In my job, I’ve become accustomed to hearing women cry on the phone. Often, I’m calling to tell them that their breast-screening results show an abnormality that needs further testing. But they usually cry tears of relief, not fear.
As a Planned Parenthood health center Services Coordinator in Sacramento, I help hundreds of women navigate the complicated system of health care funding programs for breast cancer diagnosis and treatment. And I’m still surprised by the number of women I speak to who hesitated to get screened, even when they thought something was wrong, because they didn’t think they could afford treatment.
One told me, “I had a lump, but I was going to wait a few months to come in so I could work enough overtime at my job to pay for it.” Another who had just begun a job in the State Capitol building said she had found a lump, but her insurance coverage hadn’t started yet. Both were able to rely on one of the dwindling breast cancer treatment funding programs for low-income patients.
So, here is my message to California women as we wind down October Breast Cancer Awareness Month:
Come in to get screened, even if you think you can’t afford it.
While it’s true that outside funding for breast cancer treatment has dried up in much of the public and private sectors, there are still some programs available to low-income women, such as California’s Every Woman Counts (EWC). Thanks to a bill recently signed by Gov. Jerry Brown, EWC has been expanded to cover women of all ages, not just those 40 and older.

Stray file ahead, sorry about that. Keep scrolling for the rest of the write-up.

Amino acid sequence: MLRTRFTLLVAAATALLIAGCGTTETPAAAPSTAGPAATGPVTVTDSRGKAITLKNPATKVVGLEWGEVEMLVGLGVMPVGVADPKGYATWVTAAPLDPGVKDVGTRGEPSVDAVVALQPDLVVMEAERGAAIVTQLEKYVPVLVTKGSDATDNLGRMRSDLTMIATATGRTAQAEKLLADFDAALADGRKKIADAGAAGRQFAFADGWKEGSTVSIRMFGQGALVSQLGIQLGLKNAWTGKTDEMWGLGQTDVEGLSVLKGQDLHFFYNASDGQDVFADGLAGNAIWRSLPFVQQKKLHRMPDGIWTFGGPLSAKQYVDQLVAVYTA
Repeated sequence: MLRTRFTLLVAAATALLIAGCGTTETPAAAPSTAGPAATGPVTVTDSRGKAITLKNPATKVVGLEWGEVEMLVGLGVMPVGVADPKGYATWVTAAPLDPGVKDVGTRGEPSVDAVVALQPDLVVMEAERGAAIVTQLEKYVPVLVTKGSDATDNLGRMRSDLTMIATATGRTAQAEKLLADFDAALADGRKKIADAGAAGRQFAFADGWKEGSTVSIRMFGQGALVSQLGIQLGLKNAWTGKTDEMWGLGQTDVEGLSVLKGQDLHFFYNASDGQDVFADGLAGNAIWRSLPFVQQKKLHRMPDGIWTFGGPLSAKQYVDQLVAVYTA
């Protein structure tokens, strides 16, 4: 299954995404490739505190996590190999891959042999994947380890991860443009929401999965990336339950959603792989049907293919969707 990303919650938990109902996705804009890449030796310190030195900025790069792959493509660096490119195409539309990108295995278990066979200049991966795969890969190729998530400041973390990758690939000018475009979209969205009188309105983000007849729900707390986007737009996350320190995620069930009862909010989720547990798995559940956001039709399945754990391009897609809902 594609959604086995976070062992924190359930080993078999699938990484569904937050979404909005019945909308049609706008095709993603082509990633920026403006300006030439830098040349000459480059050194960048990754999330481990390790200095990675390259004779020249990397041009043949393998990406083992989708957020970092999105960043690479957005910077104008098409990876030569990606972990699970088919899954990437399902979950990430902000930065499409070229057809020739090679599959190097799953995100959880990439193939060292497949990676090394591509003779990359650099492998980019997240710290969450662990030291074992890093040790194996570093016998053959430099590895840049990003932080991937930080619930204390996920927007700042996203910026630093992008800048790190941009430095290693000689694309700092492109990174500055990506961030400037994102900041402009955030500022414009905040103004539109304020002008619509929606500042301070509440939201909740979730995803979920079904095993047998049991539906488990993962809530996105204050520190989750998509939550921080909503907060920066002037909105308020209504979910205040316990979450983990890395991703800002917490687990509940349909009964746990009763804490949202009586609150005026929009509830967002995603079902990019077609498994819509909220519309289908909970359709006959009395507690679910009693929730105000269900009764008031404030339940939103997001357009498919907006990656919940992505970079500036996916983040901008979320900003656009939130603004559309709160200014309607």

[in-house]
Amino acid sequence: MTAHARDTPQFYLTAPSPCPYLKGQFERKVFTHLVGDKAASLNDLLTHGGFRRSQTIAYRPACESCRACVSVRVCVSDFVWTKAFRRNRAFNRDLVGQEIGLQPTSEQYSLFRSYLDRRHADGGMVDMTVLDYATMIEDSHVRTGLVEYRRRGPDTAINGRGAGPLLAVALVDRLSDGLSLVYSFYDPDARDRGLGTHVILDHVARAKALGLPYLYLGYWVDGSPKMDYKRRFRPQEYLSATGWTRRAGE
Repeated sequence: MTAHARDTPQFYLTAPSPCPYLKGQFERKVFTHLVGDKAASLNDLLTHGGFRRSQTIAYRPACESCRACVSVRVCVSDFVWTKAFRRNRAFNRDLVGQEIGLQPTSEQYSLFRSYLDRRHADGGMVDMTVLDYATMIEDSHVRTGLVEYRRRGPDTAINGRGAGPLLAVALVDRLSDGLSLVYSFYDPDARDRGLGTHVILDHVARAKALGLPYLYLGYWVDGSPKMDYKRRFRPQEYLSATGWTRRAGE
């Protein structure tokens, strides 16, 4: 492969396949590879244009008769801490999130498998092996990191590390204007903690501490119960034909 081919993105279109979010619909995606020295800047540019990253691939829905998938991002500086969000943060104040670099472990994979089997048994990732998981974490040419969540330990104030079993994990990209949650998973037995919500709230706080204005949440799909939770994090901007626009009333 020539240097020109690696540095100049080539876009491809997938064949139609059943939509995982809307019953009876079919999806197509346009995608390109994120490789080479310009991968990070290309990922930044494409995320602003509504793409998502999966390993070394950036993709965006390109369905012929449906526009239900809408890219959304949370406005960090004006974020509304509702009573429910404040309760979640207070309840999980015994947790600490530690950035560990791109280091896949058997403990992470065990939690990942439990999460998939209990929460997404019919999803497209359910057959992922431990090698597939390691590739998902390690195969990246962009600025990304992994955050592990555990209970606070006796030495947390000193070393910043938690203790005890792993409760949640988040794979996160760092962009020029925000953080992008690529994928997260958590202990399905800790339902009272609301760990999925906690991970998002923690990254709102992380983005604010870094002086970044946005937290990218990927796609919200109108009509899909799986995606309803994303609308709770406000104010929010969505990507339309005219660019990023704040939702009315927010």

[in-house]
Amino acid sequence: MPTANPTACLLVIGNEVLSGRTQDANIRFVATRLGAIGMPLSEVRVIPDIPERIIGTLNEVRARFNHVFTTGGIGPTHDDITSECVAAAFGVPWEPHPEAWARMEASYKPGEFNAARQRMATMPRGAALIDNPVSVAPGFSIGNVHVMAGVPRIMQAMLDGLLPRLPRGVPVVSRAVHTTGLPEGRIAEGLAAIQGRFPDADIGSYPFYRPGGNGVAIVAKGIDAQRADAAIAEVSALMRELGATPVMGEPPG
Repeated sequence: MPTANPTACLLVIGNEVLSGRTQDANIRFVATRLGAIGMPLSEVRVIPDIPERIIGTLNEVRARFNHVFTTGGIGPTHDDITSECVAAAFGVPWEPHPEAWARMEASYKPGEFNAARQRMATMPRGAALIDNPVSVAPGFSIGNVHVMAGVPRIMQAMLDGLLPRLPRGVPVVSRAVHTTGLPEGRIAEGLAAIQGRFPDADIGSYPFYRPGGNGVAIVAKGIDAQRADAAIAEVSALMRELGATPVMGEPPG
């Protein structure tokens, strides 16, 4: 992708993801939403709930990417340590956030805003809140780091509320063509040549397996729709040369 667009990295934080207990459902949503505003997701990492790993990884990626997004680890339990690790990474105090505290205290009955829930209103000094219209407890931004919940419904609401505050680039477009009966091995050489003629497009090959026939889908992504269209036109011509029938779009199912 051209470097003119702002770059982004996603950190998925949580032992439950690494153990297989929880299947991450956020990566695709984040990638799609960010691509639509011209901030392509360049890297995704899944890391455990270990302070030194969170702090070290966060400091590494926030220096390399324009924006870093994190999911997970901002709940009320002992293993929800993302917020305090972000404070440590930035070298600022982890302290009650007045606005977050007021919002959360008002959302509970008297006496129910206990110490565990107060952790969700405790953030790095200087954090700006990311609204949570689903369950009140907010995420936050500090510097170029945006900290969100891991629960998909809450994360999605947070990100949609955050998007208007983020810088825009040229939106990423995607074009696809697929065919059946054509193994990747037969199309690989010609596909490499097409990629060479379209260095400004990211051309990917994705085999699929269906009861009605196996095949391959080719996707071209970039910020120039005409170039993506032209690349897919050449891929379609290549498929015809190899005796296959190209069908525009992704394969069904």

In 2012, when we were seeing more young women diagnosed with breast cancer in the Sacramento area, we developed the Breast Cancer Project in partnership with Sutter Imaging and Oncology to ensure treatment for all patients regardless of their ability to pay -- and 760 of the patients under 40 we have seen since then required biopsies or other diagnostic treatment. Though thousands of previously uninsured women had been able to get insurance coverage after passage of the Affordable Care Act, many still have deductible costs as high as $5,000, and they relied on outside funding programs to get the care they needed.
Early diagnosis not only saves lives but may mean that follow-up treatments won’t be necessary. One 41-year-old patient I spoke to this year, whose annual income was less than $24,000, came in for a screening last spring and was referred out to have a biopsy. She was diagnosed with invasive ductal carcinoma and had a double-mastectomy, all of which was paid for by EWC. Because she came in for early detection and treatment, she does not need chemotherapy or radiation.
Over the past year, of the more than 26,000 breast screenings done at Planned Parenthood Mar Monte’s (PPMM) health centers throughout the 42 counties in the mid-California and northern Nevada regions that they serve, nearly 1,500 required further diagnosis and testing. In the Sacramento area alone, 17 women who have come through PPMM’s breast screening program have been diagnosed and treated for cancer.
There is help out there to guide you through the system and find a way to get affordable treatment. If you feel a lump, what you really can’t afford to do is to wait.
Encouraging you to make an appointment to get screened today,
Jamaica, Services Coordinator
at a Planned Parenthood Mar Monte health center